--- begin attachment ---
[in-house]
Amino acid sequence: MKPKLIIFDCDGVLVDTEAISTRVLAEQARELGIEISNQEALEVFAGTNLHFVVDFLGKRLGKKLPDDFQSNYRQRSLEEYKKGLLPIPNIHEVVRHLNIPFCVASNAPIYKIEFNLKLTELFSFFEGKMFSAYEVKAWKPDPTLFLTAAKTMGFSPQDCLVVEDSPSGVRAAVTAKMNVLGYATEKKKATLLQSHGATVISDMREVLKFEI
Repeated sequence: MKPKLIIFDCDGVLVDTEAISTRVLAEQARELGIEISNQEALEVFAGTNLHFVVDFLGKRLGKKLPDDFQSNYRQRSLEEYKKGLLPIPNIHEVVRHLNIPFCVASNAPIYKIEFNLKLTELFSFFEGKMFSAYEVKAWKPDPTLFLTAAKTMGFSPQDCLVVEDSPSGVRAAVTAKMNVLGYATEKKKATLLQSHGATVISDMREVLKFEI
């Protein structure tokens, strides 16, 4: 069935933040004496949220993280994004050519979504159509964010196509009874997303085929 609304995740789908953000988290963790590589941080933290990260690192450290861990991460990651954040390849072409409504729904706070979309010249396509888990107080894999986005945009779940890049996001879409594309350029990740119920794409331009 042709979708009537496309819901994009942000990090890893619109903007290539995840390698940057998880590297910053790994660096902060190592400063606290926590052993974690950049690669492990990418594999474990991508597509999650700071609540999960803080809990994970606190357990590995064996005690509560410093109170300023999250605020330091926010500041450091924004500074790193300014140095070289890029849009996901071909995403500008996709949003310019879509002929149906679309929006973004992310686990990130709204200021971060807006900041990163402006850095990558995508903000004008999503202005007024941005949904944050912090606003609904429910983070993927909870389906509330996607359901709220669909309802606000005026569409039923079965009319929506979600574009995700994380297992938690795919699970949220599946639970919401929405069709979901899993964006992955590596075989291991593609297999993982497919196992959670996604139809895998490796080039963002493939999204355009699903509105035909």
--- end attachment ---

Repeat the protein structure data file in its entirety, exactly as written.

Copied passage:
[in-house]
Amino acid sequence: MKPKLIIFDCDGVLVDTEAISTRVLAEQARELGIEISNQEALEVFAGTNLHFVVDFLGKRLGKKLPDDFQSNYRQRSLEEYKKGLLPIPNIHEVVRHLNIPFCVASNAPIYKIEFNLKLTELFSFFEGKMFSAYEVKAWKPDPTLFLTAAKTMGFSPQDCLVVEDSPSGVRAAVTAKMNVLGYATEKKKATLLQSHGATVISDMREVLKFEI
Repeated sequence: MKPKLIIFDCDGVLVDTEAISTRVLAEQARELGIEISNQEALEVFAGTNLHFVVDFLGKRLGKKLPDDFQSNYRQRSLEEYKKGLLPIPNIHEVVRHLNIPFCVASNAPIYKIEFNLKLTELFSFFEGKMFSAYEVKAWKPDPTLFLTAAKTMGFSPQDCLVVEDSPSGVRAAVTAKMNVLGYATEKKKATLLQSHGATVISDMREVLKFEI
């Protein structure tokens, strides 16, 4: 069935933040004496949220993280994004050519979504159509964010196509009874997303085929 609304995740789908953000988290963790590589941080933290990260690192450290861990991460990651954040390849072409409504729904706070979309010249396509888990107080894999986005945009779940890049996001879409594309350029990740119920794409331009 042709979708009537496309819901994009942000990090890893619109903007290539995840390698940057998880590297910053790994660096902060190592400063606290926590052993974690950049690669492990990418594999474990991508597509999650700071609540999960803080809990994970606190357990590995064996005690509560410093109170300023999250605020330091926010500041450091924004500074790193300014140095070289890029849009996901071909995403500008996709949003310019879509002929149906679309929006973004992310686990990130709204200021971060807006900041990163402006850095990558995508903000004008999503202005007024941005949904944050912090606003609904429910983070993927909870389906509330996607359901709220669909309802606000005026569409039923079965009319929506979600574009995700994380297992938690795919699970949220599946639970919401929405069709979901899993964006992955590596075989291991593609297999993982497919196992959670996604139809895998490796080039963002493939999204355009699903509105035909």